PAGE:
Hanoi, Vietnam, The First Time In Fourteen Years

I visited Hanoi from 22 through 26.  It’s been fourteen years since I visited there last time but nothing much has changed except for more highways were constructed.  Maybe there are more modern buildings but the life of the people there seemed to be the same as before. 


Even inside the city of Hanoi, traffic lights are only for big traffic intersections.  Also, there are more motorbikes than cars.  Those motorbikes don’t stop at intersections but just slow down a bit to pass over pedestrians, cars, and other motorbikes.  It’s just a wonderful skill that people of Hanoi has.  Usually, two persons are on the bikes and sometimes I saw a family of a father, mother and two children on the same bike.  Legally, a family of four, I heard from a tour guide, is allowed for one motorbike.  Furthermore, there seems to be no legal limit or regulations on how much baggage or piles of goods for bicycles and motorbikes. 


Drivers of cars, trucks, and motorbikes always want to beep the horn at anytime, which makes the town very noisy from early morning until late at night.  In sidewalk which is supposed to be for pedestrians are packed with motorbikes and goods that are sold at local shops.  Furthermore, customers in local restaurants are eating outside at tables on sidewalks.  They eat outside close to a road that is not clean but full of dust!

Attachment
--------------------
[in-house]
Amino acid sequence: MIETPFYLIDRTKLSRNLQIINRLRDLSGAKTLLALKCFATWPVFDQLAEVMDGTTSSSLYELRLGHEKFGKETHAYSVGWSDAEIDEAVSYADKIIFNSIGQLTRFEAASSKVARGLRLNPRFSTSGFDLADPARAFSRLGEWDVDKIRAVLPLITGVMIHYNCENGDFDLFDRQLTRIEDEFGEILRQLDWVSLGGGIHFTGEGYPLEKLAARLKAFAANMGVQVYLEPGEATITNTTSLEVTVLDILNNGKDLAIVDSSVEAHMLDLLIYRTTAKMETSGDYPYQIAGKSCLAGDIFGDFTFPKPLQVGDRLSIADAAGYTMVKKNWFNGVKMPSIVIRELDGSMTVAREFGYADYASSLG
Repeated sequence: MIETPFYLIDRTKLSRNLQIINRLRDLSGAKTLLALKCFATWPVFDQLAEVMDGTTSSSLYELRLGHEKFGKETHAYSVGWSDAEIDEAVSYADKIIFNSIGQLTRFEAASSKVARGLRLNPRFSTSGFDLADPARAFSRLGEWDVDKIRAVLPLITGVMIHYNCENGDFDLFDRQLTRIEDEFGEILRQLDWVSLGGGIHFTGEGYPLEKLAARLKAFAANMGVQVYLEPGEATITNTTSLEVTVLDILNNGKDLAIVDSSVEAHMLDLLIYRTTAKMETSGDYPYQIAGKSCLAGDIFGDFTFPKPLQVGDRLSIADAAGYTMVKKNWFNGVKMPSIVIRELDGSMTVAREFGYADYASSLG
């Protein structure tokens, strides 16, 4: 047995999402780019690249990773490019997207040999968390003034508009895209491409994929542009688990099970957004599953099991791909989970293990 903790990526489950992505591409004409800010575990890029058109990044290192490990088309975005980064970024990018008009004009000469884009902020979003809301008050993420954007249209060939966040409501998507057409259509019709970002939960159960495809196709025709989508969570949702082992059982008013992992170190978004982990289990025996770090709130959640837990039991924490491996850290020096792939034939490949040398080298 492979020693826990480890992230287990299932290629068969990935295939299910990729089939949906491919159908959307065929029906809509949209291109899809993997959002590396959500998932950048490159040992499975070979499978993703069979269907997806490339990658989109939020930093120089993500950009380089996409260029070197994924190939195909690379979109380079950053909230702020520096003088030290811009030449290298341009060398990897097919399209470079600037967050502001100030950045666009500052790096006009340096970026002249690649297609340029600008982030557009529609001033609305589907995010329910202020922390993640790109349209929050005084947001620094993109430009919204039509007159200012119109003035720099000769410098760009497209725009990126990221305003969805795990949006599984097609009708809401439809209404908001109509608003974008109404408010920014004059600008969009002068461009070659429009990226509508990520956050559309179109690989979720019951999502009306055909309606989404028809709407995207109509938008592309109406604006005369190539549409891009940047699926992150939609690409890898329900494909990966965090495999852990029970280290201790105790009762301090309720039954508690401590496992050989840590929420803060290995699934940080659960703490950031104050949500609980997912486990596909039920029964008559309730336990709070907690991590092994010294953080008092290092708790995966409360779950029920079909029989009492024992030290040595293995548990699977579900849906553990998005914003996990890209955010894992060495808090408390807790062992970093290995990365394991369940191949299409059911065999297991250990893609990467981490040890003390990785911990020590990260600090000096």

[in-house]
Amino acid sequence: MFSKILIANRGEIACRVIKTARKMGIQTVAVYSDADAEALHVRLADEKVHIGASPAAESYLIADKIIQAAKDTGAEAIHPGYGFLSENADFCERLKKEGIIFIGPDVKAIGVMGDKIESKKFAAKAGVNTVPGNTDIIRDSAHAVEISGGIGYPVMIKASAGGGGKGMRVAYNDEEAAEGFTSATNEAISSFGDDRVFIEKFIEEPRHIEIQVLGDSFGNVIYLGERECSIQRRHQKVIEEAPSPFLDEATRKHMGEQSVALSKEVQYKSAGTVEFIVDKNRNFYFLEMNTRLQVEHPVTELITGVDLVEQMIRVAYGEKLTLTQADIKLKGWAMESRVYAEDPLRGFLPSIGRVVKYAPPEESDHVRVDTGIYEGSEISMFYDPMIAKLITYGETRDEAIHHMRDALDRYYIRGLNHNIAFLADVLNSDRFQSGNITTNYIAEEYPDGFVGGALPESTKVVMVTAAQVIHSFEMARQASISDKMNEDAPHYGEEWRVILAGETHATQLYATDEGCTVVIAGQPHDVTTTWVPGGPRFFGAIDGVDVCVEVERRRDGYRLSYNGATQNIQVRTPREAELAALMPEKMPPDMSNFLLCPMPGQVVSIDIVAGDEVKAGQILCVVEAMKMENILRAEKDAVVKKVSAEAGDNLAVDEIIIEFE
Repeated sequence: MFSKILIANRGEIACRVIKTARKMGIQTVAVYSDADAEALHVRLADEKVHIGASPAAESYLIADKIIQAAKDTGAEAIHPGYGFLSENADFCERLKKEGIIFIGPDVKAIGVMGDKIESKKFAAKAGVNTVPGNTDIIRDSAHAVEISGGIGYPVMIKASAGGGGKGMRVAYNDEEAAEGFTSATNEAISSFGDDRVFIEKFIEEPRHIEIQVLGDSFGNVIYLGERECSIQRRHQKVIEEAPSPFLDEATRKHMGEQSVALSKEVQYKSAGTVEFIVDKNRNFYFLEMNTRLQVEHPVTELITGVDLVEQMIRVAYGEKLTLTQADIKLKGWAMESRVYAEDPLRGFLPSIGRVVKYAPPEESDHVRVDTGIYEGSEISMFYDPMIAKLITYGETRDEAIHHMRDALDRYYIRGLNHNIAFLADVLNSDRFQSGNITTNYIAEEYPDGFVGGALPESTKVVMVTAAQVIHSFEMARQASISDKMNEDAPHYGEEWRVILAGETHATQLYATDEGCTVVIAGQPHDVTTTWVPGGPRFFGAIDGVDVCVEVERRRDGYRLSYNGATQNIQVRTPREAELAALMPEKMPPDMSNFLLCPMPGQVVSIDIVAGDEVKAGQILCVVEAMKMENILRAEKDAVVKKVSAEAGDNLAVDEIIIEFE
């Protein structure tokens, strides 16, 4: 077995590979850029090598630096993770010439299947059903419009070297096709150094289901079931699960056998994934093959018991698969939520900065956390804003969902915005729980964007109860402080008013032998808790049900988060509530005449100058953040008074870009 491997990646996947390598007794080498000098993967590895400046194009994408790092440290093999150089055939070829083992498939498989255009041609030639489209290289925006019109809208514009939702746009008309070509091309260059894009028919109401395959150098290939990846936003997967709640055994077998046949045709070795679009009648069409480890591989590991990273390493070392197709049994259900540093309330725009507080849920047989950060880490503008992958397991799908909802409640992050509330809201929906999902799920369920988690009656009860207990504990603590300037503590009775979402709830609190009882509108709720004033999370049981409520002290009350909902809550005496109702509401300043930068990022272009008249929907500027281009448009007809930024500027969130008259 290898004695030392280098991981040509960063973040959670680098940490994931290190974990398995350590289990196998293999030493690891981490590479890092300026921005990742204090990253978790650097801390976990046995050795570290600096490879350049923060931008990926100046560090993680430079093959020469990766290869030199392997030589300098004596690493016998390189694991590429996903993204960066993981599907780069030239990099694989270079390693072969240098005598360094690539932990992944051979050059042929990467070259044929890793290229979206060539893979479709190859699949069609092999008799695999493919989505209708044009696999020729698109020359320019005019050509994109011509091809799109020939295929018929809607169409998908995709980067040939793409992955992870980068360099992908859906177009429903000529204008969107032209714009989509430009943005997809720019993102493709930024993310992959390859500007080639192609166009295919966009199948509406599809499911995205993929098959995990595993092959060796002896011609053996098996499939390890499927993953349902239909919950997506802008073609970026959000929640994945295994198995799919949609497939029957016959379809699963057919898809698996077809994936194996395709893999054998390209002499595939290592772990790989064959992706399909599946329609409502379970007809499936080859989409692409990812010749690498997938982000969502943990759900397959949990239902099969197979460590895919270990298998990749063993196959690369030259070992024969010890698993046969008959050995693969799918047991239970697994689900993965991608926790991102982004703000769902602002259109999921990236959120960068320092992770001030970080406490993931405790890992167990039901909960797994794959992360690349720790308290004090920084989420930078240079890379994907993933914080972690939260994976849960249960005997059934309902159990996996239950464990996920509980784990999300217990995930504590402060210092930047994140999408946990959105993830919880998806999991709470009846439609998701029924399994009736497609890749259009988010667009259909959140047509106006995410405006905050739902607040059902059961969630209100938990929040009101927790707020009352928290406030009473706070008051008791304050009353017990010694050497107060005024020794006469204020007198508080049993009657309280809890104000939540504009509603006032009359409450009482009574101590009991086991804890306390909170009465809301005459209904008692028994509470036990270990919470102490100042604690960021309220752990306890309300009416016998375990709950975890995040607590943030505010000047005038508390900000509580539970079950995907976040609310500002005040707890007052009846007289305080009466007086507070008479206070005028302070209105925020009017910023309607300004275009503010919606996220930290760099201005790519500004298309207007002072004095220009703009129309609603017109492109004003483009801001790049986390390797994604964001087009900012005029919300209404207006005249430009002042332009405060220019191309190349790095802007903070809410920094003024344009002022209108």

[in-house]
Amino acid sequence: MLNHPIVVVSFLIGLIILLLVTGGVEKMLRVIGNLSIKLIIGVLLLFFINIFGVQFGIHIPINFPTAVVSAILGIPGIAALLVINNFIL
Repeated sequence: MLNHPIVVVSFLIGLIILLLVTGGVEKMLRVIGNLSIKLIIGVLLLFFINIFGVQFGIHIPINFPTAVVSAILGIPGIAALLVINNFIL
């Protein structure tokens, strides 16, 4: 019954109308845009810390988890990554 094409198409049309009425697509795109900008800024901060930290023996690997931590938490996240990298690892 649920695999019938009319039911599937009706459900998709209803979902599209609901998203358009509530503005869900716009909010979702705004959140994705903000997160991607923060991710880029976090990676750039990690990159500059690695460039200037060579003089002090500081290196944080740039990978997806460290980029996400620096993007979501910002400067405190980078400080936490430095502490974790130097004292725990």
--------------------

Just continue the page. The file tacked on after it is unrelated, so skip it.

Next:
The tour guide told us to dine in a proper place such as a hotel or a restaurant for tourists or expats.  Otherwise, he said, we’ll get sick.  Beside this, I thought it’s not possible to enjoy the food outside with dust, emission gas and noisy beeps all the time, I decided to dine in a hotel or a few western style café that should be very luxurious place for locals.


I wondered why the life of the people here could not be improved so much for the past fourteen years.  One reason, I thought, might be lack of electric supply for modern industries to get activated as necessary.  Then I came across a professor from Japan at the hotel lobby, who was teaching at Hanoi University of Science and Technology for a three-week special lecture.  Later I found out that the lecture was about Nuclear Power Generation (http://www.ne.titech.ac.jp/jinzai-hitachi/).


As there are less business opportunities in Japan and Europe after the great earthquake on March 11 in Japan, I understand that those companies growing with nuclear power constructions have to go one of the developing countries that do not have enough infrastructure of power supply.  However, I strongly hope that they would find a different way for sustainable growth through a paradigm shift as soon as possible.

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